Common Assessment w/ non CI Colleague and an Uninformed Principal

The subject matter of this report from Sarah Downey is nothing new, regrettably. She is in a really backwards-looking school and requests help from the group:

Common Assessment Analysis

Here’s the story:

Earlier this month my principal visited a school and came back with the form below that we all need to fill in monthly. I am 100% using CI (OWIs, the invisibles, sometimes a MovieTalk, SSR…) my 8th grade colleague is not. We agreed to make our monthly common assessment a free write that we would track monthly. My principal is unsure of what we are planning to do and might not allow us to deviate from a multiple choice test.

Our principal also loves the 7th grade teachers who teach page by page from the textbook. Currently I want to change proficiency targets to writing proficiency (novice mid) that I would like for them to be at by the end of the year. I also want to change that entire row that states % mastered.

I think this form only works for a multiple choice test from a textbook that tracks the questions and standards with reports on percentage of students mastering certain standards from a generated test.

I do not want to put my students through this. I want to make it as painless as possible for them and I want to appease my principal but have great suggestions and research to backup my suggestions so she can’t do anything but accept the final product I present her. She’s not a bad principal – she was a math teacher originally, she doesn’t understand and doesn’t want to learn. She also listens to my misinformed and lazy 7th grade colleague who wants to be a principal (could not happen soon enough).

Any help or suggestions would be greatly appreciated.

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23 thoughts on “Common Assessment w/ non CI Colleague and an Uninformed Principal”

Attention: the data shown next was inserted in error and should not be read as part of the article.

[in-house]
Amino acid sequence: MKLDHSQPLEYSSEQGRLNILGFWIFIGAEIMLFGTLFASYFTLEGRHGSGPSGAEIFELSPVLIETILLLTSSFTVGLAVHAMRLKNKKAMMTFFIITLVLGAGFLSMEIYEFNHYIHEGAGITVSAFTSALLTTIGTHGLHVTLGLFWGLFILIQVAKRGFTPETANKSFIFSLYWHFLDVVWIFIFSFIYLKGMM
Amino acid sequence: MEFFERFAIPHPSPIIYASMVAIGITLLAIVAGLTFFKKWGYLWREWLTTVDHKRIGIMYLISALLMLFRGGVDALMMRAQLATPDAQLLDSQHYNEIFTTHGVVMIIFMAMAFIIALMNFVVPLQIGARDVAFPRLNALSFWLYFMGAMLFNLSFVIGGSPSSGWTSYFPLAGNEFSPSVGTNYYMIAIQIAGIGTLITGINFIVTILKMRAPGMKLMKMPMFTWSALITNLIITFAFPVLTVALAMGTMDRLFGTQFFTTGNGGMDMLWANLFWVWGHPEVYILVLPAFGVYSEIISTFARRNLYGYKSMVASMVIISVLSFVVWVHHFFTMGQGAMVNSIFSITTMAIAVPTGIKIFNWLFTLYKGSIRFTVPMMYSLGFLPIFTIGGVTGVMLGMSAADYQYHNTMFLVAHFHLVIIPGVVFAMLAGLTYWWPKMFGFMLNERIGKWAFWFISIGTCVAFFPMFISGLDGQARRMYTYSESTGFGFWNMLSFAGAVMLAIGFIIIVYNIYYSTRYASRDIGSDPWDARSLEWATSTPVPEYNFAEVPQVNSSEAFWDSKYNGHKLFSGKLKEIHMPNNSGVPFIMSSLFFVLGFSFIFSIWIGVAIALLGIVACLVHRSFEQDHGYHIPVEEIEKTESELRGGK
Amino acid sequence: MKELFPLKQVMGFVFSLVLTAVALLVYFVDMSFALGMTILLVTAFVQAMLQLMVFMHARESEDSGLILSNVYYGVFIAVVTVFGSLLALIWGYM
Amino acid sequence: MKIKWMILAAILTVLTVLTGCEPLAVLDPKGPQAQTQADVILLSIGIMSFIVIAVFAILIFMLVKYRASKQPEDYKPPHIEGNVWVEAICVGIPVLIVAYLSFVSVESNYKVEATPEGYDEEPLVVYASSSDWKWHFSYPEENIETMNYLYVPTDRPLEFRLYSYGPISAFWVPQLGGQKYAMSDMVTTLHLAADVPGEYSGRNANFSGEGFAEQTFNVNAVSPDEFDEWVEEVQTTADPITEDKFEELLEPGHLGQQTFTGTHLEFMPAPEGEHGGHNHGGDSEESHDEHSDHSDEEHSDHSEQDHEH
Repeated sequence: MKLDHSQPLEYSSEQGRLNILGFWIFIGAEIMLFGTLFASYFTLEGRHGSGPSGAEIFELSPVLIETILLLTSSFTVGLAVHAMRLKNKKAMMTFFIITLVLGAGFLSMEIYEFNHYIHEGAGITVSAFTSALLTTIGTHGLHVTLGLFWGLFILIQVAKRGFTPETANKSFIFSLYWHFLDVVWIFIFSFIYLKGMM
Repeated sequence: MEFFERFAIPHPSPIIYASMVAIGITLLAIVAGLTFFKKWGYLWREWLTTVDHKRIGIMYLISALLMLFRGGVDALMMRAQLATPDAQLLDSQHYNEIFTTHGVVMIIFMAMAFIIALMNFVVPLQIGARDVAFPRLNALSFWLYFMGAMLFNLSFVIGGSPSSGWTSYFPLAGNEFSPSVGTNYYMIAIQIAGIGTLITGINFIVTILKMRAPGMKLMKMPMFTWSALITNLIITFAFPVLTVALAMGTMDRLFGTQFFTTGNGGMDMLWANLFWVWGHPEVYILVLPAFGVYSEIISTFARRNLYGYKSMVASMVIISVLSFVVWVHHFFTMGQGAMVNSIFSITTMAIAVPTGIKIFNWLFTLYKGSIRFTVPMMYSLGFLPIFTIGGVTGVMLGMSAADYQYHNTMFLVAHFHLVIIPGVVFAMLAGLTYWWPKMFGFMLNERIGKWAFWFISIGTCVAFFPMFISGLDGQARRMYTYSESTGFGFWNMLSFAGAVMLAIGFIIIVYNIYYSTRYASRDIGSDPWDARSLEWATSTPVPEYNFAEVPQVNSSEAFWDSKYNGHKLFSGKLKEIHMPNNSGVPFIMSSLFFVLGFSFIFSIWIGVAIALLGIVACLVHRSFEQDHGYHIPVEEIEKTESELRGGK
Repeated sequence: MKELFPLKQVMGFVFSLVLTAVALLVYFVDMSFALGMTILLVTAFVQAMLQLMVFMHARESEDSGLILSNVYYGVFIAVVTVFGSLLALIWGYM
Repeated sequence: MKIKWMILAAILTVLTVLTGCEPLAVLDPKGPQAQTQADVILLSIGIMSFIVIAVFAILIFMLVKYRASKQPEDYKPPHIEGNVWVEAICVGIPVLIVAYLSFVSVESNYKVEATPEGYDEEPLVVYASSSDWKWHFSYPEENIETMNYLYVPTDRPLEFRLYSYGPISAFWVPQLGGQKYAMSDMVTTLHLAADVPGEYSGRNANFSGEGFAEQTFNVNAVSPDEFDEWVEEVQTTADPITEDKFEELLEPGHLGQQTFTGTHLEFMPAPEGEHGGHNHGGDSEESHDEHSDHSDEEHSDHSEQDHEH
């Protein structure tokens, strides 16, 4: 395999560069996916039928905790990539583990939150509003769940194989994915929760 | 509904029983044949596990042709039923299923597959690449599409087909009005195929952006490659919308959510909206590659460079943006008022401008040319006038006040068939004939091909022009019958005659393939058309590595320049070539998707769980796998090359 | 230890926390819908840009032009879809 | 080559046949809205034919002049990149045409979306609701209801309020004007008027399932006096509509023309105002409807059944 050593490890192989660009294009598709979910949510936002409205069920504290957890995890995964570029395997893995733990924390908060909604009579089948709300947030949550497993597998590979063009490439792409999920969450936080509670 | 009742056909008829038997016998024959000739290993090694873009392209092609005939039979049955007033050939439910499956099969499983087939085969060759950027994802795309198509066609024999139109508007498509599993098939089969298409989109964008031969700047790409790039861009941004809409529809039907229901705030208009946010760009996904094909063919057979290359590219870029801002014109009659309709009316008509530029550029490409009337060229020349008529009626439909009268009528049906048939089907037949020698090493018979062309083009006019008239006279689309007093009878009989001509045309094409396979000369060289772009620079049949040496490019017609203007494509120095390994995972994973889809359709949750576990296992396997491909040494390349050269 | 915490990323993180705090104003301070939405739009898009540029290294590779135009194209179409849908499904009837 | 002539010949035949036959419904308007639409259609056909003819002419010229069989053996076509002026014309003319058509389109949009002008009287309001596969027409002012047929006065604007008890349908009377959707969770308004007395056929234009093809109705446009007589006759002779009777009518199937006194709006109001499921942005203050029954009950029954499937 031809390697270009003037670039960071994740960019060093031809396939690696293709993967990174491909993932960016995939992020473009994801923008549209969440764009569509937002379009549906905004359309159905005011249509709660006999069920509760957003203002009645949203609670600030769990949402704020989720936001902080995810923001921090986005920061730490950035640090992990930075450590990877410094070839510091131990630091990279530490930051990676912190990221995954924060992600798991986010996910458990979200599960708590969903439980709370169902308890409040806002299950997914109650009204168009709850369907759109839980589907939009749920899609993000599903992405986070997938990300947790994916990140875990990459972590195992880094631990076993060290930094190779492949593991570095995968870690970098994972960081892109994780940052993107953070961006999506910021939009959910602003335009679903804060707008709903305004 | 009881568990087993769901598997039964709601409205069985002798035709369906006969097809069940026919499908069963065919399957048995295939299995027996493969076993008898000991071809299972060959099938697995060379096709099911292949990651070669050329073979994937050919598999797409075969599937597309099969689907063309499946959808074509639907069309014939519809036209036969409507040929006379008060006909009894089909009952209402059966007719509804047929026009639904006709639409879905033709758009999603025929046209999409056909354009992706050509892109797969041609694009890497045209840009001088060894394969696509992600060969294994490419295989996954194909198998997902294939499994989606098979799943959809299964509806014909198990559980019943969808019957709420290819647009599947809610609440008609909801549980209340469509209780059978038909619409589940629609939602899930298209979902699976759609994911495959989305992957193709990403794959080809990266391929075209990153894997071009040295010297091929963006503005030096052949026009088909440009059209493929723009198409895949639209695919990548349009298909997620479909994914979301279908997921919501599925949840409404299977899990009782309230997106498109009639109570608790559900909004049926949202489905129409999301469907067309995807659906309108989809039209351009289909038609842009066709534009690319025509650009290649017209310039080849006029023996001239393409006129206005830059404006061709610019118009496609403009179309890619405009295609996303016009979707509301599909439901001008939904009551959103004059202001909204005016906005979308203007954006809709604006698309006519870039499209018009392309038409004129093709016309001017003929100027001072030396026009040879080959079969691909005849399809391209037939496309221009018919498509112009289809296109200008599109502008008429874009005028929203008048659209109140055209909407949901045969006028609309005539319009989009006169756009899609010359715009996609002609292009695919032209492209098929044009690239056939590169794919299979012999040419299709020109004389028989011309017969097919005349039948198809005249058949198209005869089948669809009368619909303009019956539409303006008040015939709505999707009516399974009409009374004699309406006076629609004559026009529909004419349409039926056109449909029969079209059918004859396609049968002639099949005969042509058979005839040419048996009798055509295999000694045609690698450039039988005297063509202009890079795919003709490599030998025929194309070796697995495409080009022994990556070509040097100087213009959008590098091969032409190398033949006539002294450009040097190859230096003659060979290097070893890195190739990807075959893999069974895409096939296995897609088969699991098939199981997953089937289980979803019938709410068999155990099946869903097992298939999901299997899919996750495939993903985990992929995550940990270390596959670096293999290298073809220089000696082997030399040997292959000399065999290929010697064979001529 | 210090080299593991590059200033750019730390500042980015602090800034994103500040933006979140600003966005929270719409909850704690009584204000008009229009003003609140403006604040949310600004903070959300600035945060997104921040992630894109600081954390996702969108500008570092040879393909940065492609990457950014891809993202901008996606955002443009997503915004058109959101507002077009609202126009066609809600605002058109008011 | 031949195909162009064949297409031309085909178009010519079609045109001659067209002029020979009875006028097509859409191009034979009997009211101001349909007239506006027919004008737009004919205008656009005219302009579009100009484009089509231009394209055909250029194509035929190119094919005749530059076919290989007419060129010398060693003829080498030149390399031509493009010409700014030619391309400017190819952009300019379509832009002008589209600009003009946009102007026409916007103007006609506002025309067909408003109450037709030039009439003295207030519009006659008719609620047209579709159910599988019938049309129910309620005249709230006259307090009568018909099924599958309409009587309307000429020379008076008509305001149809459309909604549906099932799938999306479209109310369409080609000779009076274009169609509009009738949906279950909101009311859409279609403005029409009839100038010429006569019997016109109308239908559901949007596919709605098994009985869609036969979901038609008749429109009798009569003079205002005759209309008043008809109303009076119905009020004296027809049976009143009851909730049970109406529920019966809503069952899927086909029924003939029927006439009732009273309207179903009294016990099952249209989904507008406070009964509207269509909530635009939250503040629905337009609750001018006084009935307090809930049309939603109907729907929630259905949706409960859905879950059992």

1. Sarah the situation is not a good one. On the one hand, it seems that one option for you would be to try to make what you are doing fit their chart. But that won’t work – the chart is a waste of paper. On the other hand, your option is to try to educate a fence post. As usual, the only way out, as I see it and did it when faced with similar stupid things, was to fake data and do such a good job of it that they shut up. Sounds unprofessional, like we are advocating deceit, right? It’s not. It’s protecting our instruction. The best thing is to shut them up by giving them what they want and continuing to do your own thing in your classroom. I don’t see any other way out of it. Then, if they come after you, which they won’t, re-educate them. But you don’t want that. I never really tried it, but going out and trying to impart new ideas to a pile of fence posts seems rather futile, even with the great ammunition we have here in the Primers and in the Admin/Parent/Teacher Re-education category.

  2. Thank you Ben. I want to try to re-work that chart so I can do what I am already doing and make it look great so the boss decides to leave me alone. I have been doing a monthly free write which I track the number of words they write in 10 minutes. I have convinced my colleague to do this, it is easily trackable. I have a rubric but I only grade with it their first and last free write of the year.

    I’m ok with deceit if it makes my students less stressed and more apt to learn. I want to ask my principal what is her end game with this form ? (btw the picture isn’t loading) How many word should I expect students at the end of year 1 and year 2 to write on a free write? 100 something?

  3. I think that rather than convincing anyone of CI, the route you need to take is to get her to change her assessments to the ACTFL modes: interpretive, presentational, interpersonal.

    You might want to get Paul Sandrock’s book on Assessment from ACTFL and point out the quotes from Krashen in there.

    I believe that our main enemy in these battles is the grammatical syllabus, followed by thematic units, and followed by forced output.

    It’s very hard to co-exist with the grammar syllabus. Thematic units and forced output are not ideal but it is easier to co-exist with them if you absolutely have to.

    I tell students in Spanish 1 that we should “try” for 100 words by end of semester 1 in Spanish 1 (none of these kids are TRUE beginners). I’m learning that whatever bar you set you have to determine what they can reasonably do and then make the bar slightly LESS than that.
    I had a re-tell assessment recently. I think most of my Spanish 1’s can retell for about 1 minute, so I set the bar at 45 seconds.

    The fact that we are even setting bars and expectations for acquisition is totally contrary to the research, but I have found my above approach to work quite well since we are teaching in a broken system.

    1. Sarah this from Greg is gold: